Skip to content

Healthy Dogs

Foxtail Grass and Your Dog

Font Size
A
A
A

Foxtail plants can be risky for your dog. The barbed seed heads of the foxtail plant can work their way into any part of your dog or cat, from the nose to between the toes and inside the ears, eyes, and mouth. They can even simply dig themselves directly into a patch of skin.

The foxtail plant is a grass-like weed. It is mostly found in the Western half of the U.S.

Recommended Related to Dogs

Treating Behavior Problems in Dogs

Over the last two decades, the role of the domestic dog has undergone significant change. Dogs who used to live in a house with family members around all day, every day-and who had a big backyard in which to play and chase rabbits-may find themselves in an empty house 8 to 10 hours a day and being taken on a leash to a place to eliminate. Some dogs have a difficult time adjusting to this lifestyle, and many behavior problems occur because dogs are on their own and entertaining themselves inside...

Read the Treating Behavior Problems in Dogs article > >

The danger of foxtails goes beyond simple irritation. Because these tough seeds don't break down inside the body, an embedded foxtail can lead to serious infection for your dog. It can even lead to death if left untreated. The seeds can be hard to find in your dog's fur.

So how can you tell if your pooch has a foxtail that’s causing problems? If you find a foxtail should you extract it? And when is it time to call a vet?

Foxtails and Your Dog: Risks and Symptoms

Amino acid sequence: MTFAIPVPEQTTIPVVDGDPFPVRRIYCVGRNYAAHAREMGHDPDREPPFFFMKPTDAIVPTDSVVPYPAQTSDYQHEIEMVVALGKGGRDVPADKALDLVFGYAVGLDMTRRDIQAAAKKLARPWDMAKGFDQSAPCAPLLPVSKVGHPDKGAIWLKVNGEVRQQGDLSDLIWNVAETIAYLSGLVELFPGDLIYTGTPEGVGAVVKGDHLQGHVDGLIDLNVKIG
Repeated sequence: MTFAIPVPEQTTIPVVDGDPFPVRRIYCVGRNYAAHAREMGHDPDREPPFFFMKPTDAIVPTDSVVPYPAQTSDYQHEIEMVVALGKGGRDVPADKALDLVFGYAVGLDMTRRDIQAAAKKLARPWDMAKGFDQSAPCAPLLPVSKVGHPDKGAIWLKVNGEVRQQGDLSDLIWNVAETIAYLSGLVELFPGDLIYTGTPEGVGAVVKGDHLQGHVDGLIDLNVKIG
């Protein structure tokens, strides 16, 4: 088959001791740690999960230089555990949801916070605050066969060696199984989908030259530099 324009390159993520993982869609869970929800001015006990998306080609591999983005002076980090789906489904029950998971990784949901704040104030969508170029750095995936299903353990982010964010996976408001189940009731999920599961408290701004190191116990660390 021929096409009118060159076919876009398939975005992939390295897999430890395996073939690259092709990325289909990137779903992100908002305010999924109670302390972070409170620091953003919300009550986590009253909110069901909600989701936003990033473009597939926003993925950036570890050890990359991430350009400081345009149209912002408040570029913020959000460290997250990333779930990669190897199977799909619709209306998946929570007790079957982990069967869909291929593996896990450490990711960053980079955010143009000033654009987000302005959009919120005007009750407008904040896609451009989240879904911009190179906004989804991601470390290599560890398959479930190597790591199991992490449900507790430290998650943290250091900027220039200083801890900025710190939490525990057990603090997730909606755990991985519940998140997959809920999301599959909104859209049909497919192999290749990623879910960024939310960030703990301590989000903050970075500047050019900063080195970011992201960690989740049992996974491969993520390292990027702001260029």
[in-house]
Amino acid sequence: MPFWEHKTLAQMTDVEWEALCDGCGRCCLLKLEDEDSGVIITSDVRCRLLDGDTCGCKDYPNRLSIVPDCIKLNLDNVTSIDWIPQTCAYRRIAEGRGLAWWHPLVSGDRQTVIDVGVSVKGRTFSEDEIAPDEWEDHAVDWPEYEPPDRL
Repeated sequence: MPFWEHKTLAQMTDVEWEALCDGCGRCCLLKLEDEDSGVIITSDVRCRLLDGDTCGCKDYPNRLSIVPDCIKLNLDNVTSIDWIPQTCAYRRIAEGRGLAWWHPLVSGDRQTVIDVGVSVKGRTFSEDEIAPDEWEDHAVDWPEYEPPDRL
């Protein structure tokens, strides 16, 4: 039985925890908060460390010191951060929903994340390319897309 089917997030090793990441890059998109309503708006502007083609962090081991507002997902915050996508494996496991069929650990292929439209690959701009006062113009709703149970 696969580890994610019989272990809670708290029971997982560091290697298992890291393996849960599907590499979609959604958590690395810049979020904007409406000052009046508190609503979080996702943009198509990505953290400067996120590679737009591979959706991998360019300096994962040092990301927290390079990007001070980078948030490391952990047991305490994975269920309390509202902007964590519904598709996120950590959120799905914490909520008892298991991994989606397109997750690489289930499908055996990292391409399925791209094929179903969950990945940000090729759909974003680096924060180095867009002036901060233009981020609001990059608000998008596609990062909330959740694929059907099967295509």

Foxtails travel. Moving relentlessly forward, never back, they can migrate from inside your dog's nose to its brain. They can dig through skin or be inhaled into -- and then perforate -- a lung.

Embedded foxtails can cause discharge, abscesses, swelling, pain, and death. If your dog is displaying any of the following symptoms, check for foxtails or talk to your vet:

  • Feet. Foxtails love your dog's feet and can easily become embedded between tender toes. Check for foxtails if you notice swelling or limping or if your dog is constantly licking the area.
  • Ears. If your pooch is shaking his head, tilting it to the side, or scratching incessantly at an ear, this could be the sign of a foxtail -- one that may be so deep inside the ear canal you can't see it. Your veterinarian needs to take a look using a special scope.
  • Eyes. Redness, discharge, swelling, squinting, and pawing all may be signs your dog has a foxtail lodged in its eye. If you think this may be the case, seek veterinary care immediately.
  • Nose. If you see discharge from the nose, or if your dog is sneezing frequently and intensely, there may be a foxtail lodged in a nasal passage.
  • Vagina or penis. Foxtails can find their way into these areas, too. So if you notice your dog persistently licking at its genitals, foxtails could be the cause.

Today on WebMD

bulldog in party hat
Breeds with longevity
Doberman Pinscher Clipped Ears
The facts about ear cropping and tail docking.
 
dog with duck in mouth
Which are considered smartest?
boxer dog
What are their health issues?
 
Pit bull looking up
Article
Pets: Is My Dog Normal
Slideshow
 
Dog scratching behind ear
Slideshow
dog catching frisbee
Slideshow
 

Love your pets, hate your allergies?

Get tips for relief.

Loading ...

Sending your email...

This feature is temporarily unavailable. Please try again later.

Thanks!

Now check your email account on your mobile phone to download your new app.

Dog Breed RMQ
Quiz
Lady owner feeding dog
Slideshow
 
pooldle
Slideshow
bulldog in party hat
Slideshow